Who is Henry Raddick?
May 29, 2006 2:34 PM   Subscribe

Who is Henry Raddick, really?

Henry Raddick, internet-famous for his satirical product reviews at Amazon.com, seemingly ceased his performance art a few years ago. When a random neuron in my brain fired up his name, I googled about to see whatever became of him, if he'd ever written anything else, etc. The Wikipedia (always a notorious source for truth) seemed to imply that he might be none other than William Donaldson, a British (as Raddick claimed to be) satirist best known for his pen-name "Henry Root" (Raddick being an anglicization of Radix, or "Root"). Lending slight credence to the theory is that Raddick ceased his reviews a handful of years ago, and Donaldson passed away at age 70 just last year. Does anyone in the AxeMe community have any more information about this unusual character?
posted by jonson to Media & Arts (8 answers total) 3 users marked this as a favorite
Man, just this week I was thinking about Henry Raddick and wondering what had happened to him. Thanks for asking this, jonson. Hope something turns up.
posted by felix betachat at 3:13 PM on May 29, 2006

I was a huge fan of Henry Root when I was younger. This was before the internet and back when baiting celebrities and strangers was really exciting and dangerous. The overall tone of the reviews I have read are very similar to Root, but it could easily be an imposter. The tone and use of language that Root used in his books are far more prevalent today.
posted by fire&wings at 3:24 PM on May 29, 2006

Response by poster: okay, tangential question for fire&wings - as a Root novice, what book should I read first?
posted by jonson at 3:39 PM on May 29, 2006

I was just thinking of him recently too, probably wondering what he'd have thought of the Oozinator. Sounds like Wikipedia has it, though.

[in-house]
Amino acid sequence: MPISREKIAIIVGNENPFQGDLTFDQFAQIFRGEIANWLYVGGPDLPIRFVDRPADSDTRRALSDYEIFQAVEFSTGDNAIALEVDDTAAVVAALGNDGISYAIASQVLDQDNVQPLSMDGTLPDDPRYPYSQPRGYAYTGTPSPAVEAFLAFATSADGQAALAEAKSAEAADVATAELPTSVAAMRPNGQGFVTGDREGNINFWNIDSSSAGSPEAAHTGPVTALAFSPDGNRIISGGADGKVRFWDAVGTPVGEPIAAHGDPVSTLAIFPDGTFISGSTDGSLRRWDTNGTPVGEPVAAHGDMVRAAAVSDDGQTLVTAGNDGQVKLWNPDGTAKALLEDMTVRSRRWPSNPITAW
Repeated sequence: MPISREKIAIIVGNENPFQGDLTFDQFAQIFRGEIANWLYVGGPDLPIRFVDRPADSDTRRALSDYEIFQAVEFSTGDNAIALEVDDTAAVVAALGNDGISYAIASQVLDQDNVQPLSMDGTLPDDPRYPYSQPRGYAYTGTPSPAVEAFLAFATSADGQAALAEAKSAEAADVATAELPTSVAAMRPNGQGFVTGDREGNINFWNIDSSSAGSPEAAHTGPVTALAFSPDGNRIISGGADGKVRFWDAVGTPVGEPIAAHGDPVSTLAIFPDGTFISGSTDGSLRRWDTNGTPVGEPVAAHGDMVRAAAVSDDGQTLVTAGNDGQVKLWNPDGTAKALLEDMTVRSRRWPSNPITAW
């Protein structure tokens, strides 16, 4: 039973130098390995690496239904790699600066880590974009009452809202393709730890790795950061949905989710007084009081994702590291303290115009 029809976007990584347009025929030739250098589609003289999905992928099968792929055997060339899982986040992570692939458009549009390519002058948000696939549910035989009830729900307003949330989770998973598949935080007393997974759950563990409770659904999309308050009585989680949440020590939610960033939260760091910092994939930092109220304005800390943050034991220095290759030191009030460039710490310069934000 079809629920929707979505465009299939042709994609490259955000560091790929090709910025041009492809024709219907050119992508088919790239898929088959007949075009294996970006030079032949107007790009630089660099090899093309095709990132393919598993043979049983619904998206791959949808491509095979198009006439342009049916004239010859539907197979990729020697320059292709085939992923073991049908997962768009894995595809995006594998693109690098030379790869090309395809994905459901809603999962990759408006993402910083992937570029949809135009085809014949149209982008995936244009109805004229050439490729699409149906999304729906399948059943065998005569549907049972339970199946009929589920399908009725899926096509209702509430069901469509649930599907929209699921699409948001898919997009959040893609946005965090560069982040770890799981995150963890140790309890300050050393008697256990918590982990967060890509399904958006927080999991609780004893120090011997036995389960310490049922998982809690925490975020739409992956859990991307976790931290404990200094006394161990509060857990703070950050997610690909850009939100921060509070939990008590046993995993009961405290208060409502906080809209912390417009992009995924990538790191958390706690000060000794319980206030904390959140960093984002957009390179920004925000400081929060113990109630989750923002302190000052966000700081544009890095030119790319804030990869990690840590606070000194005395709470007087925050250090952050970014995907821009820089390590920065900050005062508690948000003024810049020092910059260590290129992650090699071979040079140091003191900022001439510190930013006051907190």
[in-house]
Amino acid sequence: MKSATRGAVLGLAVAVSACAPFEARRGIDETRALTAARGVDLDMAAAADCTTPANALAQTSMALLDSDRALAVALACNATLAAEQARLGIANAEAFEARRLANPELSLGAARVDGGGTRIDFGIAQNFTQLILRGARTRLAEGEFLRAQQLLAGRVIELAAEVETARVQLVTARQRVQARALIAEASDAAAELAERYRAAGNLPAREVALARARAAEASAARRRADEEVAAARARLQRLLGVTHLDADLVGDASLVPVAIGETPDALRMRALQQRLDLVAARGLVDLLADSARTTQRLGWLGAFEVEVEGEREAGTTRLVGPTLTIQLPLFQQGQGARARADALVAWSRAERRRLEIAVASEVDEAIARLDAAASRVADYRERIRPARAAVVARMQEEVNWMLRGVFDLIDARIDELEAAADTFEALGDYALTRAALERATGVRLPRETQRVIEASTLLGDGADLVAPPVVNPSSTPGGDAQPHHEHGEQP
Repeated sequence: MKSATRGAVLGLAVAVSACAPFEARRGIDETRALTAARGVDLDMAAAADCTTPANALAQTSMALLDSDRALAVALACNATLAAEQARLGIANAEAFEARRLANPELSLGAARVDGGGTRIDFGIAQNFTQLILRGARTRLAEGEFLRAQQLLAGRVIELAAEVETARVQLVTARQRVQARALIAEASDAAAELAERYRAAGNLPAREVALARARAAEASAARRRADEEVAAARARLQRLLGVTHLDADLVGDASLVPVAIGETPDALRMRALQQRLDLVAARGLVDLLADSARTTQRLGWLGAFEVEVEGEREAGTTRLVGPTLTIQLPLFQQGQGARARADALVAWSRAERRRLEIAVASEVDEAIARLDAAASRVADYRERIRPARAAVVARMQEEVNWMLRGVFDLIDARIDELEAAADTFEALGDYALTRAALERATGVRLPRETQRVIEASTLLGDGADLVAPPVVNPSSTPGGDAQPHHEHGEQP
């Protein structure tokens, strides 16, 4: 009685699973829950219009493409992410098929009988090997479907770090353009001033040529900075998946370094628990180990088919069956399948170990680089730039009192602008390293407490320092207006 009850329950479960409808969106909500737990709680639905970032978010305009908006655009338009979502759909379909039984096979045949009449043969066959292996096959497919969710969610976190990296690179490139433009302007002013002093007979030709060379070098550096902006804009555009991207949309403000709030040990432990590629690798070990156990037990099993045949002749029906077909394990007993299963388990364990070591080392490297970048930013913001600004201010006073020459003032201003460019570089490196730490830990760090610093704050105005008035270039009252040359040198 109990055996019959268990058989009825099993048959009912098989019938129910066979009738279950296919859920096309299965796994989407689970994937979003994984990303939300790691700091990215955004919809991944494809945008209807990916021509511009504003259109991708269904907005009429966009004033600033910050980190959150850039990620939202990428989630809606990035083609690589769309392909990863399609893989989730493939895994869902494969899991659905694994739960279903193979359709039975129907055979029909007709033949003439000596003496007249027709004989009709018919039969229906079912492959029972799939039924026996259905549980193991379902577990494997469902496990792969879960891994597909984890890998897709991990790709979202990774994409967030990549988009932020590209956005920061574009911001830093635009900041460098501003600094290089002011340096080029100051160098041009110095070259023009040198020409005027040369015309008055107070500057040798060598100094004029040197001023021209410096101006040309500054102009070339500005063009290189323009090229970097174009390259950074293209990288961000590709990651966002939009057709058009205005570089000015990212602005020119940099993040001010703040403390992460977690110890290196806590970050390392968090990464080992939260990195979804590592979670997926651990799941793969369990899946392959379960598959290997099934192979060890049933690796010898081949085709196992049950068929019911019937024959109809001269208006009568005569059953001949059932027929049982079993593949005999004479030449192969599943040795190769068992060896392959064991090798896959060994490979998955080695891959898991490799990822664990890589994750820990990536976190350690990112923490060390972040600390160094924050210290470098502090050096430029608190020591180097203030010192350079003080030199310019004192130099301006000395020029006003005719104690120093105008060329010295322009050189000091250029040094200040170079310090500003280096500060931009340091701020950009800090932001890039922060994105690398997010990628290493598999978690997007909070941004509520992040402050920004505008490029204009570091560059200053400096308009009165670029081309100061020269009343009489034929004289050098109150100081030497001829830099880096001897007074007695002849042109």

posted by Mr. Gunn at 4:14 PM on May 29, 2006

jonson - It was "Letters" and "Further Letters" that I read as a kid, I'm guessing "The Complete Letters" is just those two merged. I haven't read the other books, but they look to me like cheap spin-off material. I would buy "Letters," first, it's the original classic. Bear in mind that the whole thing is quite UK-centric, lampooning the English middle class nit-picking attitude in quite a specific fashion. I haven't looked at a copy in years and I'd imagine they are incredibly tame today, but probably interesting nonetheless.

I remember the complaint about the new shade of brown paint used on lamposts and his donation of £1 to Margaret Thatcher (which was returned) as the best. The letters really were a phenomenon throughout the 80's, it must have been 89/90 when I read the books, and they were still a talking point that were passed amongst friends and family at that point.
posted by fire&wings at 4:34 PM on May 29, 2006

Oozinator 4 life. The ultimate toy.
posted by clango at 7:52 PM on May 29, 2006

Reading the Root letters today feels like a glimpse of a bygone era (I get a similar feeling when reading Clive James's TV reviews) although his mode is much imitated (badly) today.

The person in the radio interview linked in the blue doesn't sound like a sexagenarian Wykehamist so my guess is that 'Raddick' was a devotee rather than the man himself: perhaps even Robert Popper, aka Robin Cooper.
posted by holgate at 9:28 PM on May 29, 2006

Yeah, the smoking gun here is probably that radio interview -- I don't know how they found Henry, exactly, and I don't know what Henry Root should sound like, but it's probably not him.

posted by blueshammer at 7:21 AM on May 30, 2006

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